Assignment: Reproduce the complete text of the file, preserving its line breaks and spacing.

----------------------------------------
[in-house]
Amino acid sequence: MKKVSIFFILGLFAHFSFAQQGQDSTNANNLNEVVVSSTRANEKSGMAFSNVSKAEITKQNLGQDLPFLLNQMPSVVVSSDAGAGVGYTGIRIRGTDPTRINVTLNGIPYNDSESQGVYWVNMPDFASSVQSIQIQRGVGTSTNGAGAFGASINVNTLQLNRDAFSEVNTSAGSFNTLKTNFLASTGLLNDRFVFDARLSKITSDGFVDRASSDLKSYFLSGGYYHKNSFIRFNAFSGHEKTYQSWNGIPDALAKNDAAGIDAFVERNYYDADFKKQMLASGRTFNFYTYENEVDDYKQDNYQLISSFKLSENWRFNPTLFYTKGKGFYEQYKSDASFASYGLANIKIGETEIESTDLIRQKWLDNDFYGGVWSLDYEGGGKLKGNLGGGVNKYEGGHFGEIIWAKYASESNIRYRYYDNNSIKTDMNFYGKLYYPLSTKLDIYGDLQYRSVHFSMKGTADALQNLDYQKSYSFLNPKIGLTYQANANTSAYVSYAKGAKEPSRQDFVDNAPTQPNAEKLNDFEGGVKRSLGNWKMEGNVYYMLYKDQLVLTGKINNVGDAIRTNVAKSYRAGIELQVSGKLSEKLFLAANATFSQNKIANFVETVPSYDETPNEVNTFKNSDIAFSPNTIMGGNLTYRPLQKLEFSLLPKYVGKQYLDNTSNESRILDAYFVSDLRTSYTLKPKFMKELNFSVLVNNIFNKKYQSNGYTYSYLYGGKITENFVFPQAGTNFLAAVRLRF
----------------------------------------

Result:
[in-house]
Amino acid sequence: MKKVSIFFILGLFAHFSFAQQGQDSTNANNLNEVVVSSTRANEKSGMAFSNVSKAEITKQNLGQDLPFLLNQMPSVVVSSDAGAGVGYTGIRIRGTDPTRINVTLNGIPYNDSESQGVYWVNMPDFASSVQSIQIQRGVGTSTNGAGAFGASINVNTLQLNRDAFSEVNTSAGSFNTLKTNFLASTGLLNDRFVFDARLSKITSDGFVDRASSDLKSYFLSGGYYHKNSFIRFNAFSGHEKTYQSWNGIPDALAKNDAAGIDAFVERNYYDADFKKQMLASGRTFNFYTYENEVDDYKQDNYQLISSFKLSENWRFNPTLFYTKGKGFYEQYKSDASFASYGLANIKIGETEIESTDLIRQKWLDNDFYGGVWSLDYEGGGKLKGNLGGGVNKYEGGHFGEIIWAKYASESNIRYRYYDNNSIKTDMNFYGKLYYPLSTKLDIYGDLQYRSVHFSMKGTADALQNLDYQKSYSFLNPKIGLTYQANANTSAYVSYAKGAKEPSRQDFVDNAPTQPNAEKLNDFEGGVKRSLGNWKMEGNVYYMLYKDQLVLTGKINNVGDAIRTNVAKSYRAGIELQVSGKLSEKLFLAANATFSQNKIANFVETVPSYDETPNEVNTFKNSDIAFSPNTIMGGNLTYRPLQKLEFSLLPKYVGKQYLDNTSNESRILDAYFVSDLRTSYTLKPKFMKELNFSVLVNNIFNKKYQSNGYTYSYLYGGKITENFVFPQAGTNFLAAVRLRF